First, both regions had hierarchic and multipolar power distributions. Multipolarity should have encouraged nuclearization in both cases but led instead to nuclearization in much of the Middle East but not East Asia since 1964. Second, both regions lacked robust and symmetric distributions of nuclear capabilities, yet they led to different outcomes. Third, states presumably afflicted with intense security dilemmas abstained from acquiring nuclear weapons (Egypt, Japan, South Korea, Taiwan) whereas states with much lower existential threats (Libya, Iraq in the early 1970s) did not. U.S. commitments to East Asian allies were extremely important in addressing those dilemmas, but these were not absolute, inclusive, unlimited, or unconditional commitments that put security dilemmas entirely to rest under the anarchical conditions stipulated by neorealism. Fourth, U.S. commitments in the Middle East (or South Asia)—to Iran’s shah, for instance (or Pakistan)—have mysteriously not had the same effect. Nor have Chinese and Soviet commitments to North Korea led to its denuclearization. As Waltz (2003:38) has persuasively argued, “in the past half-century, no country has been able to prevent other countries from going nuclear if they were determined to do so.” Fifth, Egypt abandoned nuclear weapons designs in 1971 without the backing of an effective U.S. alliance even as its main adversary (Israel) was presumed to have them. Unsurprisingly, given all these anomalies, Levite (2002/03:83) finds that “there is no evidence to suggest ...that the U.S. influence has ever been a sufficient factor for inducing reversal.” Indeed, U.S. security guarantees do not account for most cases of nuclear reversal. Sixth, whereas changes in structural power would have predicted changes in nuclear policies, the rise of China, the collapse of the Soviet Union, the relative decline of Japan, and enhanced competition between China and the United States have not altered East Asia’s nuclear trajectory thus far. Japan, Taiwan, and South Korea remained non-nuclear weapons states while North Korea continued on its nuclearizing path. Finally, is East Asia traversing a bipolar, hegemonic, or multipolar transition at the dawn of the twenty-first century?27 Disagreements within neorealism over the actual nature and specific effects of power distribution on nuclear incentives provide uncertain grounds for explaining past, let alone predicting future, trajectories.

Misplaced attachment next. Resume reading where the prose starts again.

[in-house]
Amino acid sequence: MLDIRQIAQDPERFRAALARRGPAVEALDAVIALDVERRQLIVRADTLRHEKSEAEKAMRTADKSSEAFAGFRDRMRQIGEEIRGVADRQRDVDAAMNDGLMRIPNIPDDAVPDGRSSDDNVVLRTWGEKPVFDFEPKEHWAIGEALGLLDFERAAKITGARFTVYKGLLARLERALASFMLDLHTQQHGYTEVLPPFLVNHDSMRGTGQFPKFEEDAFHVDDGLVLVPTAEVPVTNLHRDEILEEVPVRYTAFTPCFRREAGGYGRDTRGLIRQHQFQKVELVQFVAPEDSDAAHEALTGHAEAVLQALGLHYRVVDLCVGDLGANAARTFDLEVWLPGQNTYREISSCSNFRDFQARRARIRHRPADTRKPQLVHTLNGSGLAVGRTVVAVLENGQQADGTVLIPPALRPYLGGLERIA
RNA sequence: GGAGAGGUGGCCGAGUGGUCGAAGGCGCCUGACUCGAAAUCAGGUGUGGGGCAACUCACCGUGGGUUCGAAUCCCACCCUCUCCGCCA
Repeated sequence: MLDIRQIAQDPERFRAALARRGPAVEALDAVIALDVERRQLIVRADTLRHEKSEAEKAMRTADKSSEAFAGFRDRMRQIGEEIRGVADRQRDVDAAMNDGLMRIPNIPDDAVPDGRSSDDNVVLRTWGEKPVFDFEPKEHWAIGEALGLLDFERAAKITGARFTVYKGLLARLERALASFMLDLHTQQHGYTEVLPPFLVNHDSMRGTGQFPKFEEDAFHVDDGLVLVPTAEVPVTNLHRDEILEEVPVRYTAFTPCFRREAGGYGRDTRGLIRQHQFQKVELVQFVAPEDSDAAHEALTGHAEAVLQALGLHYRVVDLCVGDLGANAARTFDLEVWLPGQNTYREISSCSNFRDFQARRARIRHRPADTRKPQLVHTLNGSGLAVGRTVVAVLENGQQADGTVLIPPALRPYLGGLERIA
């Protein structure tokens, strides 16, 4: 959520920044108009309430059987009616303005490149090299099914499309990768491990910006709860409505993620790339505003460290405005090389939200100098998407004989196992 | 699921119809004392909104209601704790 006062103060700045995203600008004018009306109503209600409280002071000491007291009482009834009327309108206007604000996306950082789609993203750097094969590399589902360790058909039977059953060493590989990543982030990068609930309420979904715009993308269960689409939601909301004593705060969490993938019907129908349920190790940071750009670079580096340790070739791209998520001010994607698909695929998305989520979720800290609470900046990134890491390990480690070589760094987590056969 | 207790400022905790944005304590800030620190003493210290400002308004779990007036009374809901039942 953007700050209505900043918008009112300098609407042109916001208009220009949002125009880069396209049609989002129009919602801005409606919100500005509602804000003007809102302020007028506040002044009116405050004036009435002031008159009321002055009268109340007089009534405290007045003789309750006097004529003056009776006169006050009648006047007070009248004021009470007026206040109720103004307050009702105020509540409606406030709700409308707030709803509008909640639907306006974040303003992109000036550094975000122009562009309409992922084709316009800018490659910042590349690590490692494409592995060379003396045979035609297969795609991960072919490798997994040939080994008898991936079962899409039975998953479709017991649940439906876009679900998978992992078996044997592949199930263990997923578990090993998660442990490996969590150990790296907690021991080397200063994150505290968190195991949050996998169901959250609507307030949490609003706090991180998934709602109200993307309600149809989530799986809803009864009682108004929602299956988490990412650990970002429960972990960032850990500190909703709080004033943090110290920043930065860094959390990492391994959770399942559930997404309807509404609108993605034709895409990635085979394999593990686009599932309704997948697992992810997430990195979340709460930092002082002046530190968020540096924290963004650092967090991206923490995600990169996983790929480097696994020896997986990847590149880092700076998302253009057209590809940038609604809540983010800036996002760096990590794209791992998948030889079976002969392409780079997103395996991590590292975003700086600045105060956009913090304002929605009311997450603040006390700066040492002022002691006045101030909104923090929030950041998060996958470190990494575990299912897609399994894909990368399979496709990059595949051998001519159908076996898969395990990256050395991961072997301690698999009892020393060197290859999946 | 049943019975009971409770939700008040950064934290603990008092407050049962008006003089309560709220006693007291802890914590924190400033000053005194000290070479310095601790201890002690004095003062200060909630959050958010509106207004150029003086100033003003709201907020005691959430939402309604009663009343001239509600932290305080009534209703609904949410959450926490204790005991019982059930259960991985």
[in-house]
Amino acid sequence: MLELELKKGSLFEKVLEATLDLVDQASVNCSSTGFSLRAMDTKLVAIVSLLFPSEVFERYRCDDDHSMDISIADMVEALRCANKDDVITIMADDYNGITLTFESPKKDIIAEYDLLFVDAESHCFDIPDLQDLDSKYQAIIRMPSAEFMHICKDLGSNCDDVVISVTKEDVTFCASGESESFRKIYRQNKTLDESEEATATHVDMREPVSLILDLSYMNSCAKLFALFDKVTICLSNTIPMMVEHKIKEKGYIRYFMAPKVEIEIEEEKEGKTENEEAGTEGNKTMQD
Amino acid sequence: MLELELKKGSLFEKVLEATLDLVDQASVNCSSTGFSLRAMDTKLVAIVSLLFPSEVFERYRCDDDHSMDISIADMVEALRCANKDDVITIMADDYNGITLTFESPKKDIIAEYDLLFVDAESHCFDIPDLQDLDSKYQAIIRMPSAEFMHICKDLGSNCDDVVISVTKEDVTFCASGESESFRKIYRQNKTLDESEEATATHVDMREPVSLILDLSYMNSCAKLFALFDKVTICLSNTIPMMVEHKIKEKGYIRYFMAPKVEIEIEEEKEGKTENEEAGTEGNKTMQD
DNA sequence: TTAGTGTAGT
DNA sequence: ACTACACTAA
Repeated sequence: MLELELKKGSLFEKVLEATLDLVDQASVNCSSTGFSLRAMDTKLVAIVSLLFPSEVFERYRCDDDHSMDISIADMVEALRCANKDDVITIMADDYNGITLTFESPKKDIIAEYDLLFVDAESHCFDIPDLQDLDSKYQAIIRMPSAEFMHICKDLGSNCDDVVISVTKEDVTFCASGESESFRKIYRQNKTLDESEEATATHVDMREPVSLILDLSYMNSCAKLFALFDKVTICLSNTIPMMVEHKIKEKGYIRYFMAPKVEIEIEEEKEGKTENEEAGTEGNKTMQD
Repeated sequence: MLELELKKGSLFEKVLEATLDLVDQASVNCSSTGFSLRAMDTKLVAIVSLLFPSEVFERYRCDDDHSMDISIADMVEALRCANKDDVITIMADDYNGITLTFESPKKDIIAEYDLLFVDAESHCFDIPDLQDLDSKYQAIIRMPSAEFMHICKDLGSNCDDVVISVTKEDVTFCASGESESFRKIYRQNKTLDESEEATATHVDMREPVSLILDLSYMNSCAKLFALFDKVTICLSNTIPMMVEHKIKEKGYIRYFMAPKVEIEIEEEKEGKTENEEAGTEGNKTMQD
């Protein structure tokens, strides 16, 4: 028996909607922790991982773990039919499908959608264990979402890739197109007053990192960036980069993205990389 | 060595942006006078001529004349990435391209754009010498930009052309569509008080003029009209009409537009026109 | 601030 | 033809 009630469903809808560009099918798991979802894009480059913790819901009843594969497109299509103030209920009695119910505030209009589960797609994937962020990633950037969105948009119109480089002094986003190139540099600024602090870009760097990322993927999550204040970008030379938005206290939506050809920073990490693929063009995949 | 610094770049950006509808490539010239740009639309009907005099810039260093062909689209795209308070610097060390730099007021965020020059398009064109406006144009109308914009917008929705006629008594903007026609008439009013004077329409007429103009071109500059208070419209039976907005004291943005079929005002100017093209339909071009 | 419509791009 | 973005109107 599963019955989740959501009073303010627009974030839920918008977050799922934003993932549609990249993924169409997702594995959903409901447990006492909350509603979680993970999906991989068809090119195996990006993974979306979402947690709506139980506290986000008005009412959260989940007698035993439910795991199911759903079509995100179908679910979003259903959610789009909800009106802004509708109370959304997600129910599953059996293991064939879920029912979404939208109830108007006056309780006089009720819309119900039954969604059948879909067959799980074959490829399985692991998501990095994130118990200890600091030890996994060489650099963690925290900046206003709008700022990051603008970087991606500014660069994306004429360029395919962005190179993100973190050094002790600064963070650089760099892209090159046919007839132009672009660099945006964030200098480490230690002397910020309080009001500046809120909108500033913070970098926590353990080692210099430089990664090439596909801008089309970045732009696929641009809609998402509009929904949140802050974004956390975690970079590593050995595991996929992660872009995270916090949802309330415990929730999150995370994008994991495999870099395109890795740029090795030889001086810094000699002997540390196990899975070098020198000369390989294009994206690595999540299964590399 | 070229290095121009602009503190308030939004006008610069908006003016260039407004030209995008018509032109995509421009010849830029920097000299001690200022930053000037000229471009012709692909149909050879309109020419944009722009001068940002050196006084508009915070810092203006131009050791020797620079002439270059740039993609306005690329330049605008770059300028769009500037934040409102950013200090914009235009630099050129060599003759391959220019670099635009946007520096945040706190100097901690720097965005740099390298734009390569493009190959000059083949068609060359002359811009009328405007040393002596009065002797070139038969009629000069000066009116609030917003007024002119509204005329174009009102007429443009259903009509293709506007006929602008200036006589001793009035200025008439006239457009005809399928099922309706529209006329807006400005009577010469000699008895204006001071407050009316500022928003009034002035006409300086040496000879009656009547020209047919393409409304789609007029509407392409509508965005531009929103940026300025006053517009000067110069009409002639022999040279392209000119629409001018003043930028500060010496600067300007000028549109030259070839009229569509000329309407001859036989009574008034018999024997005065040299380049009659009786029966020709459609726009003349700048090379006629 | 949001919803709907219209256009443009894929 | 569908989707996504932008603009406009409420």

That security predicaments are important sources of nuclear behavior bears repetition. At the same time, reducing nuclear tendencies to this rubric, as is often done, leads to analytic overestimations of state security as the exclusive source of nuclearization. As Betts (2000) argues, insecurity is not a sufficient condition for acquiring nuclear weapons; many insecure states have not, from Vietnam to Singapore, Jordan, and many others. The earlier dominance of neorealism on this issue stemmed partially from inherent problems of epistemology and evidence collection, afflicting nonproliferation studies perhaps most severely.28 Leaders and state officials have incentives to justify nuclear decisions in terms of “reasons of state,” which both domestic and international audiences consider more legitimate than parochial internal reasons. Analysts thus find more “evidence” for the role of security concerns in leaders’ statements and justifications along those lines, and the secondary literature reinforces that focus.29 In-depth analyses of North Korea, Iraq, Libya, and arguably Iran after 1991 including those in this book clearly suggest that nuclear weapons programs were driven more by regime than by state insecurity. Yet the latter, not the former, is the staple of neorealist accounts of nuclearization. The analytic and policy implications of this distinction are only beginning to permeate academic and policy-oriented thinking on nuclear proliferation.30 The most important frontier for understanding nuclear choices and outcomes is the relationship between regime and state, or internal and external political survival.